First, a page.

Ron Jackson of South GA Solar Power of Valdosta installed these solar panels for Alton Burns of Coolidge, in Thomas County, GA.
Last I heard, Grady Electric Membership Corporation had still not done the grid connect, 8 weeks later. Something about wanting insurance. Colquitt EMC never asked for that when they connected my panels.
And there’s this interesting part in O.C.G.A. § 46-3-50 The Georgia Cogeneration and Distributed Generation Act of 2001, esp. § 46-3-56. Requirement to purchase energy from customer generator; safety standards and regulations,
(a) An electric service provider will only be required to purchase energy as specified in Code Section 46-3-55 from an eligible customer generator on a first-come, first-served basis until the cumulative generating capacity of all renewable energy sources equals 0.2 percent of the utility’s annual peak demand in the previous year; provided, however, that no electric service provider will be required to purchase such energy at a price above avoided energy cost unless that amount of energy has been subscribed under any renewable energy program.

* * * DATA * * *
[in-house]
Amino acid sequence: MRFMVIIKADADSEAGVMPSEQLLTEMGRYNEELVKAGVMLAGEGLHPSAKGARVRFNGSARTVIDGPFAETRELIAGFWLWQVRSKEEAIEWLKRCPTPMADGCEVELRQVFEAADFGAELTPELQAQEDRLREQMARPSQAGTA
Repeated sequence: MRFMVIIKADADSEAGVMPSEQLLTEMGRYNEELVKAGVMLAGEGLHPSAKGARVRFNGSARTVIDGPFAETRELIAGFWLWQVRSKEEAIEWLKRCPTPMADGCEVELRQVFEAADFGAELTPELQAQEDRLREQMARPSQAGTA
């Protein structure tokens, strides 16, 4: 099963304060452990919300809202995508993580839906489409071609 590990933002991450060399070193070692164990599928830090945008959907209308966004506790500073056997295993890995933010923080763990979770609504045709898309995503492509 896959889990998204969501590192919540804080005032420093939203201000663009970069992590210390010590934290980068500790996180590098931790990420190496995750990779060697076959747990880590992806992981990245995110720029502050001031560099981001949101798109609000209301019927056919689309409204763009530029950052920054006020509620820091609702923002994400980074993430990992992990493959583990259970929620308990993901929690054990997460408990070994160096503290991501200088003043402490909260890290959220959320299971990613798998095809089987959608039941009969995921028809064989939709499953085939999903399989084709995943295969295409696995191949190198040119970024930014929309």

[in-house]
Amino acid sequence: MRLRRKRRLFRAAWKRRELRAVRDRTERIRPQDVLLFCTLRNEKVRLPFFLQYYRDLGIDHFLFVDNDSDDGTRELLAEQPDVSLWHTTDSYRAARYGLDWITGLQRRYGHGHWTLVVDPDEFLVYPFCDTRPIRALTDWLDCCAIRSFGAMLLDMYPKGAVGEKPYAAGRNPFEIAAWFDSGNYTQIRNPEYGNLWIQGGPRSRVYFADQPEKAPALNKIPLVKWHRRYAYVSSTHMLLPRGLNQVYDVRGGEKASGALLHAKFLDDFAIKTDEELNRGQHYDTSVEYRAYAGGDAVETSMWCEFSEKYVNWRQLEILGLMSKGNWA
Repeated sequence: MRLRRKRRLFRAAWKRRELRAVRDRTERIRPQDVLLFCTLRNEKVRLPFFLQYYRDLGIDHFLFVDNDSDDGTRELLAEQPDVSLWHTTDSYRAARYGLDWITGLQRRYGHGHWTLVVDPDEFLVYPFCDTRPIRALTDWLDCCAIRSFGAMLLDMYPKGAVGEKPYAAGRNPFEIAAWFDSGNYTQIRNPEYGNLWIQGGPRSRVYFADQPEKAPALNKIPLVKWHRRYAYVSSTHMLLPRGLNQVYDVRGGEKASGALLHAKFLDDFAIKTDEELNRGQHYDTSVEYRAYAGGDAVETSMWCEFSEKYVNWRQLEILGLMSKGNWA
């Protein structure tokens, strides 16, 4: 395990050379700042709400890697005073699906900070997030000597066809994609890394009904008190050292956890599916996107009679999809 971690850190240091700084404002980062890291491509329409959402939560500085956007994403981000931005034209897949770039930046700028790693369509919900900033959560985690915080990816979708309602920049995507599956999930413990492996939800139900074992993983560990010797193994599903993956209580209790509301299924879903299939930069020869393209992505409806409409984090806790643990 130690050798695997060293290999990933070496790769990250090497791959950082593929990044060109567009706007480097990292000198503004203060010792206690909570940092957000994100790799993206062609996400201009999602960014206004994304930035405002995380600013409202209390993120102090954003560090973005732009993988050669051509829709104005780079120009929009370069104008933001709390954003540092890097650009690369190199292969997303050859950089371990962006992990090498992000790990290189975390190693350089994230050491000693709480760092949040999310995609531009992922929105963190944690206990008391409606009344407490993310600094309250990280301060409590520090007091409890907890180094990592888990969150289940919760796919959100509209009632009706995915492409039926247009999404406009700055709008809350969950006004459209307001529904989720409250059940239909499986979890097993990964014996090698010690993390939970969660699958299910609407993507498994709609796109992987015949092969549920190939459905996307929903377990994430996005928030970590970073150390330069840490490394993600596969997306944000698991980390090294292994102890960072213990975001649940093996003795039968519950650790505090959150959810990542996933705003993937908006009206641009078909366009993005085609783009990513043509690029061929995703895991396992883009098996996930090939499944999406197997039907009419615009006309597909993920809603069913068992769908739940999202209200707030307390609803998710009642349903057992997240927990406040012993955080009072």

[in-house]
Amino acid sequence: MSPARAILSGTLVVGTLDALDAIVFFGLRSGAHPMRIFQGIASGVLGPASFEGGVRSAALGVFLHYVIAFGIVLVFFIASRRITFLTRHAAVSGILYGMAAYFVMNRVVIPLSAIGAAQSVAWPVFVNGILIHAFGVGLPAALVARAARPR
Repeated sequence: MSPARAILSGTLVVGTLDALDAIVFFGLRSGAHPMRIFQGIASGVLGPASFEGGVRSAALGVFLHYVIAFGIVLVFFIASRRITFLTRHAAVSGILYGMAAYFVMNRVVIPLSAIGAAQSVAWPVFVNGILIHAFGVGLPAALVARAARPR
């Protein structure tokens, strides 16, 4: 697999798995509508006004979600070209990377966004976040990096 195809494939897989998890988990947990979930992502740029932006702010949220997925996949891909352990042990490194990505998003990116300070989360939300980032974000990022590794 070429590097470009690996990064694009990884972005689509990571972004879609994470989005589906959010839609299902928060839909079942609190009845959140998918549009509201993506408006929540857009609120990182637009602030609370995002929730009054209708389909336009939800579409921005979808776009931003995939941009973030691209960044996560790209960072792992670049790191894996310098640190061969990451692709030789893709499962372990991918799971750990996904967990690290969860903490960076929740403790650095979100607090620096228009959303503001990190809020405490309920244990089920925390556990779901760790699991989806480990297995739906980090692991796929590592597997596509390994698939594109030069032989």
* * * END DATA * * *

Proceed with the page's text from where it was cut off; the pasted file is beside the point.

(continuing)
(b) Once the capacity is subscribed, an electric service provider may purchase energy from an eligible customer generator at a cost of energy as defined for a utility by the commission, in the case of an electric utility, or by the appropriate governing body, in the case of any other electric service provider or electric supplier.
(c) A distributed generation facility used by a customer generator shall include, at the customer’s own expense, all equipment necessary to meet applicable safety, power quality, and interconnection requirements established by the National Electrical Code, National Electrical Safety Code, the Institute of Electrical and Electronics Engineers, and Underwriters Laboratories.
(d) The commission, in the case of an electric utility, or the appropriate governing body, in the case of other electric service providers or electric suppliers, after appropriate notice and opportunity for comment, may adopt by regulation additional safety, power quality, and interconnection requirements for customer generator that the commission or governing body determines are necessary to protect public safety and system reliability.
(e) An electric service provider may not require a customer generator whose distributed generation facility meets the standards in subsections (a) and (b) of this Code section, to comply with additional safety or performance standards, perform or pay for additional tests, or purchase additional liability insurance.
(f) No electric service provider or electric supplier shall be liable to any person, directly or indirectly, for loss of property, injury, or death resulting from the interconnection of a cogenerator or distributed generation facility to its electrical system.
Especially given (e) and (f), I have to wonder how such a demand by an EMC for insurance can even be legal. It’s not like (a) Grady EMC has a ton of solar generators or (b) the local generator has any choice about what they get paid for the solar power they sell to the EMC.